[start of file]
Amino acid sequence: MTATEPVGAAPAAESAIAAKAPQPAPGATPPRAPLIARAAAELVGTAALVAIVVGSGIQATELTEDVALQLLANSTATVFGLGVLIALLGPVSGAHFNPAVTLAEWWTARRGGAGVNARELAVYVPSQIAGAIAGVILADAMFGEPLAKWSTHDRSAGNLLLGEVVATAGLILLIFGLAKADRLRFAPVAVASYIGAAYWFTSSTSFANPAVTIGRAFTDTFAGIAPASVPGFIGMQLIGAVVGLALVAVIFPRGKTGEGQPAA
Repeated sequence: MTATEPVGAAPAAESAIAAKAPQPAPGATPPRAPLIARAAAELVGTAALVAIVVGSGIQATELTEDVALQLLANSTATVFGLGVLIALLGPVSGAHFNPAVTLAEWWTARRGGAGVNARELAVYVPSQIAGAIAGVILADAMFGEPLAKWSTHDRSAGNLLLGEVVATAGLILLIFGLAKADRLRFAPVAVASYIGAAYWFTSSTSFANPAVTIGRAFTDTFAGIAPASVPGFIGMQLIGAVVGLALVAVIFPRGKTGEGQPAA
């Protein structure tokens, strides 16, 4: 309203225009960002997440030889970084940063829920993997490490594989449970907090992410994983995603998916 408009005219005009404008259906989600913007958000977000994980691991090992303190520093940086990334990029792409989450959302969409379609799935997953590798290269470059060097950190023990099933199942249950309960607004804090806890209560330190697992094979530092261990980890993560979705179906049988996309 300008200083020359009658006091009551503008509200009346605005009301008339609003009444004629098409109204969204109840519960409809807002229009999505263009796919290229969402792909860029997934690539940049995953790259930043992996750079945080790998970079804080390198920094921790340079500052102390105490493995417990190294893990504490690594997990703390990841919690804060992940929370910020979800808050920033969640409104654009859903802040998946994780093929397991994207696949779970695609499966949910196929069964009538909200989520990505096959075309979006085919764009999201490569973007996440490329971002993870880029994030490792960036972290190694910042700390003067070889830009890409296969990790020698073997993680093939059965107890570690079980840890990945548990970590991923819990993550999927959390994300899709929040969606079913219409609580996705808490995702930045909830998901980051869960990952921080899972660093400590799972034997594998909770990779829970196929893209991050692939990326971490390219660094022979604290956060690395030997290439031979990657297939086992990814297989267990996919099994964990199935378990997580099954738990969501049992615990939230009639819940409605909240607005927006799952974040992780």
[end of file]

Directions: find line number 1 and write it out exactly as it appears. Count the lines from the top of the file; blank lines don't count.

Amino acid sequence: MTATEPVGAAPAAESAIAAKAPQPAPGATPPRAPLIARAAAELVGTAALVAIVVGSGIQATELTEDVALQLLANSTATVFGLGVLIALLGPVSGAHFNPAVTLAEWWTARRGGAGVNARELAVYVPSQIAGAIAGVILADAMFGEPLAKWSTHDRSAGNLLLGEVVATAGLILLIFGLAKADRLRFAPVAVASYIGAAYWFTSSTSFANPAVTIGRAFTDTFAGIAPASVPGFIGMQLIGAVVGLALVAVIFPRGKTGEGQPAA